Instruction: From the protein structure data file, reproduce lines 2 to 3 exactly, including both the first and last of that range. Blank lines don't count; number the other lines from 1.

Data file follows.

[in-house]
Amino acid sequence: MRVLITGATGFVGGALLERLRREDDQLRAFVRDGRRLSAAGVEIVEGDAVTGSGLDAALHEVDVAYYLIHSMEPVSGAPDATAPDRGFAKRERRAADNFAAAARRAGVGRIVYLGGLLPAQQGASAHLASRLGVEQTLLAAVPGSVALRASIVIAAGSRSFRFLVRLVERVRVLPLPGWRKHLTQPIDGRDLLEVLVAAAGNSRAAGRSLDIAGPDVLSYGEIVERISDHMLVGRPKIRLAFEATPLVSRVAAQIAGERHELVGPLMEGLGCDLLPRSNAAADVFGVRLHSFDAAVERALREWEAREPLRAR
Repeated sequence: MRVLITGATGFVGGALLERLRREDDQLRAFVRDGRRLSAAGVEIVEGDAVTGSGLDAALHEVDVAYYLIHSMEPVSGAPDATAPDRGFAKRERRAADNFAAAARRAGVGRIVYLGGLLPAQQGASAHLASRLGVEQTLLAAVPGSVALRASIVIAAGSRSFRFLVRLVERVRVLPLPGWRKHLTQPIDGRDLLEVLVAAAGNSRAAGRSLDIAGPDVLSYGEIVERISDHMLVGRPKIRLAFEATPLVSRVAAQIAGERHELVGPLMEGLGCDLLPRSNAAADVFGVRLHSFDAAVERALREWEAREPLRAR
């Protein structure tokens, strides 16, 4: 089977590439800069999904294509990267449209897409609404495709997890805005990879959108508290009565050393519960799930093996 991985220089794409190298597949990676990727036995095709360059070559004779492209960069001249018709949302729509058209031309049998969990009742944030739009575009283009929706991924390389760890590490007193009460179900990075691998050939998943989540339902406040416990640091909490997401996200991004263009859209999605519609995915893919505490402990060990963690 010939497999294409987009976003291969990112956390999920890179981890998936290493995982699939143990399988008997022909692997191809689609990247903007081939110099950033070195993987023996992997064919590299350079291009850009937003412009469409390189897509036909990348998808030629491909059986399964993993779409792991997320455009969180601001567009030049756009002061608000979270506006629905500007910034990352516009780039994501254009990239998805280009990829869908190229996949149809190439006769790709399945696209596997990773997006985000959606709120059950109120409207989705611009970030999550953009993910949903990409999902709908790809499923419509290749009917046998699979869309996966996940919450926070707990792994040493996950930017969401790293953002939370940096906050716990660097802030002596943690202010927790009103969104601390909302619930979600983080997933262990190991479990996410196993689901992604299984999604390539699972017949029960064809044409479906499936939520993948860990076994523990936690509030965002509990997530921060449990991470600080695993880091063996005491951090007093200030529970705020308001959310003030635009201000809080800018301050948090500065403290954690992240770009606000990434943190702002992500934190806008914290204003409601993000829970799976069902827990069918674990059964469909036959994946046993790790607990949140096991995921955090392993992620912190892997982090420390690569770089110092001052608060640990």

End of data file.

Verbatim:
Amino acid sequence: MRVLITGATGFVGGALLERLRREDDQLRAFVRDGRRLSAAGVEIVEGDAVTGSGLDAALHEVDVAYYLIHSMEPVSGAPDATAPDRGFAKRERRAADNFAAAARRAGVGRIVYLGGLLPAQQGASAHLASRLGVEQTLLAAVPGSVALRASIVIAAGSRSFRFLVRLVERVRVLPLPGWRKHLTQPIDGRDLLEVLVAAAGNSRAAGRSLDIAGPDVLSYGEIVERISDHMLVGRPKIRLAFEATPLVSRVAAQIAGERHELVGPLMEGLGCDLLPRSNAAADVFGVRLHSFDAAVERALREWEAREPLRAR
Repeated sequence: MRVLITGATGFVGGALLERLRREDDQLRAFVRDGRRLSAAGVEIVEGDAVTGSGLDAALHEVDVAYYLIHSMEPVSGAPDATAPDRGFAKRERRAADNFAAAARRAGVGRIVYLGGLLPAQQGASAHLASRLGVEQTLLAAVPGSVALRASIVIAAGSRSFRFLVRLVERVRVLPLPGWRKHLTQPIDGRDLLEVLVAAAGNSRAAGRSLDIAGPDVLSYGEIVERISDHMLVGRPKIRLAFEATPLVSRVAAQIAGERHELVGPLMEGLGCDLLPRSNAAADVFGVRLHSFDAAVERALREWEAREPLRAR